Even before that, the Ebenezer site had serious shortcomings, including limited accessibility and no sprinklers. Bakay asked if the authority had ever put together a budget for renovations there.
It had learned of the issues at Ebenezer over the past couple of months, Eby said, and had developed a rough cost estimate of $1.1 million. That was before the boiler failed, so it’s not included.
The Otterbein site, like Ebenezer, lacks a sprinkler system. The renovations needed there would cost $1.25 million to $1.5 million, Eby said. The proposed annual operating budget is $1.05 million.
That suggests the best prospect for increasing short-term shelter capacity is the Benjamin Roberts site. It’s more than three times the size of the Ebenezer site, and is available at least through March 31, according to Eby’s and Jones’ written extension request.
City and authority staff were to walk through the site on Wednesday to assess in more detail whether that idea is feasible. The outcome of that inspection was not immediately available Wednesday afternoon.
If the North Prince Street site can handle an expanded winter capacity, then Otterbein would not need to be brought online right away. Eby’s and Jones’ extension request proposes going that route and having Otterbein ready a year from now in December 2024, around the same time as the planned Homeless Services Community Center on South Prince Street (which also is in line for $800,000 in city ARPA funds.)
Meanwhile, the city and authority would evaluate the Ebenezer site to see if it makes sense to restart a shelter there, the request says.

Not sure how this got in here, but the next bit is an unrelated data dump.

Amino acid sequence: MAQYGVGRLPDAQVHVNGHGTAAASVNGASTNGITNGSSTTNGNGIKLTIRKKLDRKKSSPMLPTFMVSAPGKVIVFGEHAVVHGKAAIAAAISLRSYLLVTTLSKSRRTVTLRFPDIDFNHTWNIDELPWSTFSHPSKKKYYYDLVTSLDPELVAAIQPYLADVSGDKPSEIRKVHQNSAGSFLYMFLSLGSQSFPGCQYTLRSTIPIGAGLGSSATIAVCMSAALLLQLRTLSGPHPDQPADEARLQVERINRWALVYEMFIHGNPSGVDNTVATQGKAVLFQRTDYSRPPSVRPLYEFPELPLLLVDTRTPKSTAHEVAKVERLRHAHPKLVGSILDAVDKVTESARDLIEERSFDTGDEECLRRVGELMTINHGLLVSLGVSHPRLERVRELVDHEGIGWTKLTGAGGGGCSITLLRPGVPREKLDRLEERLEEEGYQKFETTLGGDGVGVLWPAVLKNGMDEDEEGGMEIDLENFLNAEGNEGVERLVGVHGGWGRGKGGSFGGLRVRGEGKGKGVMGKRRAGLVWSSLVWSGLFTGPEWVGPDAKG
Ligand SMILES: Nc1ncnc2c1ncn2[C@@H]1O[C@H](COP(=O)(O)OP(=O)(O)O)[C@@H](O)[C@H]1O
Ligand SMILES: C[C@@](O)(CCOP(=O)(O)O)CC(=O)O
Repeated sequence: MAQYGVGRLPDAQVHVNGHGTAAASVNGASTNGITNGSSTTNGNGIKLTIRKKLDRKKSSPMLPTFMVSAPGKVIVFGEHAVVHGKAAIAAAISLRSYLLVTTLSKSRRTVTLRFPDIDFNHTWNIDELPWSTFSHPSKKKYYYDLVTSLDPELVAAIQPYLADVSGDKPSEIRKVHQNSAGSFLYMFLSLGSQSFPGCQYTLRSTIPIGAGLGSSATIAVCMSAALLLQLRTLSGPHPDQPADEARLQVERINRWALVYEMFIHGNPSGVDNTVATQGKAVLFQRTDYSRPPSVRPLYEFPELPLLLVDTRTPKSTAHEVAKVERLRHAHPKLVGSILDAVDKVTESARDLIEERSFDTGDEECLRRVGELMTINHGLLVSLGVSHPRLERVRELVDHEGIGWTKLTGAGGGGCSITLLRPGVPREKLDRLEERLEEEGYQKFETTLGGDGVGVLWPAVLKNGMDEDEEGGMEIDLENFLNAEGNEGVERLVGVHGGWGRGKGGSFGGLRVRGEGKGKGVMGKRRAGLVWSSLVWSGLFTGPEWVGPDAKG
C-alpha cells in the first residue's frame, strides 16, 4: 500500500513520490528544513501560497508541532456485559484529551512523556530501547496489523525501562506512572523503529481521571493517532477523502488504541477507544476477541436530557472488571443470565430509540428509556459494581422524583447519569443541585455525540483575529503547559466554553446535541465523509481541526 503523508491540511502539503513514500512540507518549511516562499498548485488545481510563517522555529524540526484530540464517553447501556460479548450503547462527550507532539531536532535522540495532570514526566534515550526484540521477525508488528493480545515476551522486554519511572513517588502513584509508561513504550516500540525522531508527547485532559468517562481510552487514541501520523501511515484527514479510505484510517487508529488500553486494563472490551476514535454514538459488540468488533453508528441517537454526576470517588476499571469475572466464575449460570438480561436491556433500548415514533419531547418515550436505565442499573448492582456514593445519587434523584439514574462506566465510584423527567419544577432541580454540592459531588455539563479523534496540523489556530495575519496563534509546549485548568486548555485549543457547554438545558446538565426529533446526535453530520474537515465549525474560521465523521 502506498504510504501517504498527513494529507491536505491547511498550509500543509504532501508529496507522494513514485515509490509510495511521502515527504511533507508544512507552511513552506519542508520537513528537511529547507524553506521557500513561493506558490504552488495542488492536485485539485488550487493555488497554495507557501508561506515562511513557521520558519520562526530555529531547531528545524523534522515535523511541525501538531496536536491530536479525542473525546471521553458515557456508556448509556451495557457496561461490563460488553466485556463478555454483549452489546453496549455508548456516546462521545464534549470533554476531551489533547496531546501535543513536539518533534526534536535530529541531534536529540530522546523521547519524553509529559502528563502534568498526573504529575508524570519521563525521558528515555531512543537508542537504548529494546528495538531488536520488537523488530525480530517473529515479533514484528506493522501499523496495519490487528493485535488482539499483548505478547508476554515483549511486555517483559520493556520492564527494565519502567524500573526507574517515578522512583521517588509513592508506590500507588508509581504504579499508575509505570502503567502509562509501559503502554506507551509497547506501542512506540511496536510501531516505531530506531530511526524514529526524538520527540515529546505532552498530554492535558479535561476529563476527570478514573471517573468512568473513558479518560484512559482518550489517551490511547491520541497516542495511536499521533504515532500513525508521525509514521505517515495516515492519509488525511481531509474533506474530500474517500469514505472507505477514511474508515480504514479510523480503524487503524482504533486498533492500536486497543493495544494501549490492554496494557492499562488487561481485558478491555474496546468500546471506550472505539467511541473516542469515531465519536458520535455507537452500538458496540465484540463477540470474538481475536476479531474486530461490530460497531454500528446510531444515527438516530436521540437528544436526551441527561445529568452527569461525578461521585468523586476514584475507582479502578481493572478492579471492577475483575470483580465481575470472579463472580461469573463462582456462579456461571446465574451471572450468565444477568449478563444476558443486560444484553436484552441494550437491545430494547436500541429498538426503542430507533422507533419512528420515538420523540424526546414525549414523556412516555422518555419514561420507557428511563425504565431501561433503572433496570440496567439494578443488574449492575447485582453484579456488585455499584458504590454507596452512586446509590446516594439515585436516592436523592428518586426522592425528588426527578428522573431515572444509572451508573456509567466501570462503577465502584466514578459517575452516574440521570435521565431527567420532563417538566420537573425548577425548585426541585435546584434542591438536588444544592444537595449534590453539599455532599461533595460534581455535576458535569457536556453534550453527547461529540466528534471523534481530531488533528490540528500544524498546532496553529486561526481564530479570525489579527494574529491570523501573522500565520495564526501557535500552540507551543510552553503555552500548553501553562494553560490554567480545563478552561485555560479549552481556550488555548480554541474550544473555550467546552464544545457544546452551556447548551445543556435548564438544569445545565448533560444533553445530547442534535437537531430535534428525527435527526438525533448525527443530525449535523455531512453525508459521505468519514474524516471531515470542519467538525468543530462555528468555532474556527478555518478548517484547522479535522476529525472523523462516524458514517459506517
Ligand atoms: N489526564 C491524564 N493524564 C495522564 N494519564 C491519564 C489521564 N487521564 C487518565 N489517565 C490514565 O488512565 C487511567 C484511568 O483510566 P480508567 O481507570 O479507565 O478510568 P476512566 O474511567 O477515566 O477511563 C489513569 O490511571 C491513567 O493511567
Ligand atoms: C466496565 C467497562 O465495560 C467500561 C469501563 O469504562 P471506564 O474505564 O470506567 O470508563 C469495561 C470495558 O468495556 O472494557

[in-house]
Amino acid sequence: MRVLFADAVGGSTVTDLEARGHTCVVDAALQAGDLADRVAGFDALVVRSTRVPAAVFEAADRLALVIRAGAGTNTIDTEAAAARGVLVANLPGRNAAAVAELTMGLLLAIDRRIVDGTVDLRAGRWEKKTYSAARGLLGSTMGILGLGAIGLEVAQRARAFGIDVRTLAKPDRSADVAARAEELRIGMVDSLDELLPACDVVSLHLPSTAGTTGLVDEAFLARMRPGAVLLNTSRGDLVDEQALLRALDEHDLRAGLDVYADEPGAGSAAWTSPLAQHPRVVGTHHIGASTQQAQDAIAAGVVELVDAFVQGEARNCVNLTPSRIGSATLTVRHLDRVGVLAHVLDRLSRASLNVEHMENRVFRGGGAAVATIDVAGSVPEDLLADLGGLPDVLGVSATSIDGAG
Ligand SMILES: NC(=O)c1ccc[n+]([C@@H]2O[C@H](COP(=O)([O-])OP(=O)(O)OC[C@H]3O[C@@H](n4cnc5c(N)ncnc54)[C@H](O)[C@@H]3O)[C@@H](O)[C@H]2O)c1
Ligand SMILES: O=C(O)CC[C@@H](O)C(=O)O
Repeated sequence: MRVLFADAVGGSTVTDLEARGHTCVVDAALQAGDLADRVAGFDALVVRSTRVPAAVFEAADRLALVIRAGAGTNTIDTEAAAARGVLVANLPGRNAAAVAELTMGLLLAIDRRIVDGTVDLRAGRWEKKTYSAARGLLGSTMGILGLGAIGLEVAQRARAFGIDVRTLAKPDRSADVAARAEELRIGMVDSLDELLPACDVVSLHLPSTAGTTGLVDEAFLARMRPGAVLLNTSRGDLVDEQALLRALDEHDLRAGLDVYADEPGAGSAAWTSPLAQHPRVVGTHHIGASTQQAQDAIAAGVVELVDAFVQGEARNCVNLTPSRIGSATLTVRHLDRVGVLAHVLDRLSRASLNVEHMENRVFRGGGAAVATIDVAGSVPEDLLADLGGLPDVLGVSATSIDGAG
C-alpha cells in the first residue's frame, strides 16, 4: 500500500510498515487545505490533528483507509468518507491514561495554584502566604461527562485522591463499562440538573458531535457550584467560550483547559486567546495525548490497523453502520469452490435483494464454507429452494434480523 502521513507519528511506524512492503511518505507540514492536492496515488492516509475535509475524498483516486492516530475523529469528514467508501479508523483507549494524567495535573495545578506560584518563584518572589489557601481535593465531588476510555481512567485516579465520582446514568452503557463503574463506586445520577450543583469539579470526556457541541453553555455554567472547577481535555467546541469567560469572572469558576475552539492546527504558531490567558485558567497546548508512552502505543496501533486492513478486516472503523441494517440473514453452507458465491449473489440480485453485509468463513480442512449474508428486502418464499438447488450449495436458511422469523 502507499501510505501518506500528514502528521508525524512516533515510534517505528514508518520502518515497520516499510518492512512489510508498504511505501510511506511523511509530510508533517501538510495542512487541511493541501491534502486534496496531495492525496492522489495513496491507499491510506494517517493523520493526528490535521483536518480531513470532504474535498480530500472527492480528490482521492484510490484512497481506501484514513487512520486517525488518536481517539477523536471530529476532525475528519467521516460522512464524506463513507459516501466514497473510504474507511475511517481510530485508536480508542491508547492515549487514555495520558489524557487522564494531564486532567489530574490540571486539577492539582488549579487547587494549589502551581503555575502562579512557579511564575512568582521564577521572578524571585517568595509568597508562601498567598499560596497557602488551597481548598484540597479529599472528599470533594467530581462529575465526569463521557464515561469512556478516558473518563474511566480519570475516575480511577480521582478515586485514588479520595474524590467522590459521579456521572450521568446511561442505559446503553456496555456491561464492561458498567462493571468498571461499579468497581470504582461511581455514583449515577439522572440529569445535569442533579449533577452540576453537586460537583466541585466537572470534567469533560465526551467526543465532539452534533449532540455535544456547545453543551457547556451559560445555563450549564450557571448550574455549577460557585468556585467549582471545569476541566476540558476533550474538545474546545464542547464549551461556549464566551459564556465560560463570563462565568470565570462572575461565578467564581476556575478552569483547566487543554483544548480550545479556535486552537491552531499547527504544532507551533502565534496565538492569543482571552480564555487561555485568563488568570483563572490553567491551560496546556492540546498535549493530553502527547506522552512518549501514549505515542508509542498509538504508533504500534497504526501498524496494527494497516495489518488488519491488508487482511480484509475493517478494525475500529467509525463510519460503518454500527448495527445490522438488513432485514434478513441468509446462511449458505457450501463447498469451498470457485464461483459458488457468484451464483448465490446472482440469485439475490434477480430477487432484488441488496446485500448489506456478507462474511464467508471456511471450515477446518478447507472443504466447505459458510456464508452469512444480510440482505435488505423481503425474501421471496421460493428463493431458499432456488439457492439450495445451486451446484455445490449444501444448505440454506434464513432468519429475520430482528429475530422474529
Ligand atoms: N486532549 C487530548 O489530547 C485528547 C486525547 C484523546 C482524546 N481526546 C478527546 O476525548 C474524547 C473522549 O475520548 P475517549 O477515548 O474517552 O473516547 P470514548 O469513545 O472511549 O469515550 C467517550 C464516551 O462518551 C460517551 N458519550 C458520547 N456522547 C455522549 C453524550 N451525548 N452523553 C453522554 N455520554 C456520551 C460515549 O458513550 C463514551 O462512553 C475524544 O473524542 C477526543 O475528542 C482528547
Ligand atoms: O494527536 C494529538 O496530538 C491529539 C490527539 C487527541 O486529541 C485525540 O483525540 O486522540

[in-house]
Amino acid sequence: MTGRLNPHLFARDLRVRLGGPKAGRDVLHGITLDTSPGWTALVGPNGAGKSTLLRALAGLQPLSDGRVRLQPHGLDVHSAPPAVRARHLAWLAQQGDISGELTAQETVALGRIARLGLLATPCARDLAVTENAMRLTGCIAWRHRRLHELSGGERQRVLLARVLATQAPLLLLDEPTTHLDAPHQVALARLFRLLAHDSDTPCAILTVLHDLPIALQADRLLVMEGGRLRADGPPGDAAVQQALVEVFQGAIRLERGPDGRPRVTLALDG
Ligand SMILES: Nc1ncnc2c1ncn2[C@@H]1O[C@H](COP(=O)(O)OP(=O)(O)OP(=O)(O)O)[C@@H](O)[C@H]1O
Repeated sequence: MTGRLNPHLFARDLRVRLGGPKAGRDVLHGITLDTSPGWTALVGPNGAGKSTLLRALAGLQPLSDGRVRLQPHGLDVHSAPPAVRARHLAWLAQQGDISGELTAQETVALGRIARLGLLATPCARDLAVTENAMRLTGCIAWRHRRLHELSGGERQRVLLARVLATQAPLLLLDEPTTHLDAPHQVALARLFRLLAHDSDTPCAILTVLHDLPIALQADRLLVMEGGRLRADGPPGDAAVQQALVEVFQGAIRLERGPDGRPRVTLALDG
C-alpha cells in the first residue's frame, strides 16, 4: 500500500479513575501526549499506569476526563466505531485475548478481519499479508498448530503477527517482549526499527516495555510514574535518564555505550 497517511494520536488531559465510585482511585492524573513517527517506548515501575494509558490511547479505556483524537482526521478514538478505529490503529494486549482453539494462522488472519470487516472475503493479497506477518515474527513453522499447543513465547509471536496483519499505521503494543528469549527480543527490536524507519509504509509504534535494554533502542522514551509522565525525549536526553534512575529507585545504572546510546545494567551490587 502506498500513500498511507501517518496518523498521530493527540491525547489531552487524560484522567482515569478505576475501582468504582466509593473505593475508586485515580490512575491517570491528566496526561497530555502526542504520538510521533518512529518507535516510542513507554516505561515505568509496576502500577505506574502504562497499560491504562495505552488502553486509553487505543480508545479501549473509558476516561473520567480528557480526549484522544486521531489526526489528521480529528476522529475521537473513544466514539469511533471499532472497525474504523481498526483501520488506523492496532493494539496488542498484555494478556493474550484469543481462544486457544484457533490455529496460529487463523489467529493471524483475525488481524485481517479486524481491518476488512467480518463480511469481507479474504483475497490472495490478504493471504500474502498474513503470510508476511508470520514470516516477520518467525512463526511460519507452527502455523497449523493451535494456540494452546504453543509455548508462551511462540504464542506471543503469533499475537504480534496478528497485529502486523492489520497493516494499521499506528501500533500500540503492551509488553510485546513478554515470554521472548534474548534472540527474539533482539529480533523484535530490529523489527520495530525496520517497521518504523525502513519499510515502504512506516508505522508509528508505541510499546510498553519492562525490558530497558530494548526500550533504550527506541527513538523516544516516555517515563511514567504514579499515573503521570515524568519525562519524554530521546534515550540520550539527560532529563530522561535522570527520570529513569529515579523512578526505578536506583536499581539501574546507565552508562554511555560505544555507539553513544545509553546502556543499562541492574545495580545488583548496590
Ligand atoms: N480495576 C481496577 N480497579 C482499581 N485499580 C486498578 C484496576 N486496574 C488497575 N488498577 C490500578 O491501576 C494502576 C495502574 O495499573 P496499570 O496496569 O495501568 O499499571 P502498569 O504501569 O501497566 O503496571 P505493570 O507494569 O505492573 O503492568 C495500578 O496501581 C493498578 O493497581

Whether enough funding will be available is unclear. The authority’s entire annual budget for countywide homelessness services is just $1.5 million, Jones said, almost all from federal grants that have been stagnant or declining for years.
“We’d be the first to say there isn’t enough money,” she said.
The Benjamin Roberts site costs $15,900 a month, not including the Food Hub’s management contract, versus $2,400 at Ebenezer.
As for Otterbein, the authority said it has $1.13 million available for renovations and operating costs, of which the largest portion is the city’s $800,000 in ARPA.
Recognizing the need, the homelessness coalition has made it a strategic priority to seek more public and private grants, Jones said, and is actively submitting applications and meeting with businesses and foundations. She did not offer further detail.
Eby said the authority will have a better idea in the next few days of what course it makes sense to pursue. He and Jones said they would be more than happy to keep City Council updated.
Bakay said Lancaster County government ought to step up with funding. She contrasted the city’s allocation of 25% of its ARPA allocation for affordable housing and homelessness services ($10 million out of $39.5 million) with the county’s allocation to date of about 5% ($5 million out of $106 million).
She said after the meeting that she’s confident shelter space can be expanded in the short term. Whether it can be sustained over two years is another question. In particular, will the city be asked to provide more of its ARPA funding to make that happen?
If that’s the case, she said, “I’d like to know sooner rather than later.”